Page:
Who among us has a room designed for high fidelity audio? My guess is none. After carefully selecting components that were expertly designed for great sound reproduction we put the system is a room where not one moment’s thought was given by the architect to audio reproduction. Consequently our system performance is usually held back by the weakest link – the room.
The worst problems are in the bass. Room modes can create peaks and cancellations that rob the system of accurate satisfying bass, and affect the overall balance of sound. The other problem, in the mids and highs, is that hard surfaces can create harsh echoes. To solve these problems rooms can be improved with all manner of treatments, but deciding which ones or how much is not always easy. If you want help from a professional we have great resource in town in Brian Pape, who provides advice and treatments from his company sensiblesoundsolutions.com. Yes, acoustic treatments can be costly, but his prices are very reasonable. To do your own research a Google search for “acoustic treatment” will lead you to a huge set of information.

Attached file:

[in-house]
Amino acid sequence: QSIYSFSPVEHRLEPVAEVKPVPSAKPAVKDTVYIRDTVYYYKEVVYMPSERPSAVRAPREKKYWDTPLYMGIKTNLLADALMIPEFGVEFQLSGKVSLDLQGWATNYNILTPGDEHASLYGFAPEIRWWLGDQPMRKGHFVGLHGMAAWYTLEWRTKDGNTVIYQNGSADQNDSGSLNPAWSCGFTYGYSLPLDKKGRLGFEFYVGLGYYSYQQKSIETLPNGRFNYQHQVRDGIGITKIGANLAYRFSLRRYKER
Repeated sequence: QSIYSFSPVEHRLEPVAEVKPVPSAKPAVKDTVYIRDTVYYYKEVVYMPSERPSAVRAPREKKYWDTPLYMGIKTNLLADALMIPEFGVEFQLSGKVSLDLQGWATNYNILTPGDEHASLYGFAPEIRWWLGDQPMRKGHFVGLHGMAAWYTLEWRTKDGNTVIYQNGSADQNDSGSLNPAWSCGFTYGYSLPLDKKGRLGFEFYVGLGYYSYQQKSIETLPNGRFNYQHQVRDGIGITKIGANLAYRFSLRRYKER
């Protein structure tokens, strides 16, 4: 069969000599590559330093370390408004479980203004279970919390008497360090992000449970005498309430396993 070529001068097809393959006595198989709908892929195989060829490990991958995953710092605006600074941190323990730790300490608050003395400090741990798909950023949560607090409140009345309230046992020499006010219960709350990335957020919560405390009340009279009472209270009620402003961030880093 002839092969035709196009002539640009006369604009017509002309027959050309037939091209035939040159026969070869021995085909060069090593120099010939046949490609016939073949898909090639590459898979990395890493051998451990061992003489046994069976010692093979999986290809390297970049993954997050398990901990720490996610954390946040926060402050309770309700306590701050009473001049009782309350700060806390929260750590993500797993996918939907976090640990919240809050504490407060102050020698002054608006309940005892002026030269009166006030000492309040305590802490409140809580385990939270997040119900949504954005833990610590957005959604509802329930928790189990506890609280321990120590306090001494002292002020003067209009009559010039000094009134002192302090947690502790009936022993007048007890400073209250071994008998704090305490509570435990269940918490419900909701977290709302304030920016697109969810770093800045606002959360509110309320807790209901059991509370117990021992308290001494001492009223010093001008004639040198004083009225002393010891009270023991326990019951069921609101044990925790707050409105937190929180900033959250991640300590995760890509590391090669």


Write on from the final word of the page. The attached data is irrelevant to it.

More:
Home theater receivers have tried to correct for room acoustics with correction circuits, but many knowledgeable listeners do not like the results. Nevertheless as time passes I hear a few more satisfied remarks about receiver room correction. After all it’s digital processing, which means that it should get better every generation. Right?
For my part I’m going to try a new room correction product from DSPeaker. Well, actually two products. One is a subwoofer equalizer and the other has more functions, like whole room correction, DAC, preamp, etc. It has an appallingly long name – Anti-Mode 2.0 Dual Core. Once my first one arrives I can begin to experiment to find out whether it does much for my system. That my be tough because I have really good response already, as measured by my XTZ Room Analyzer. But we will see.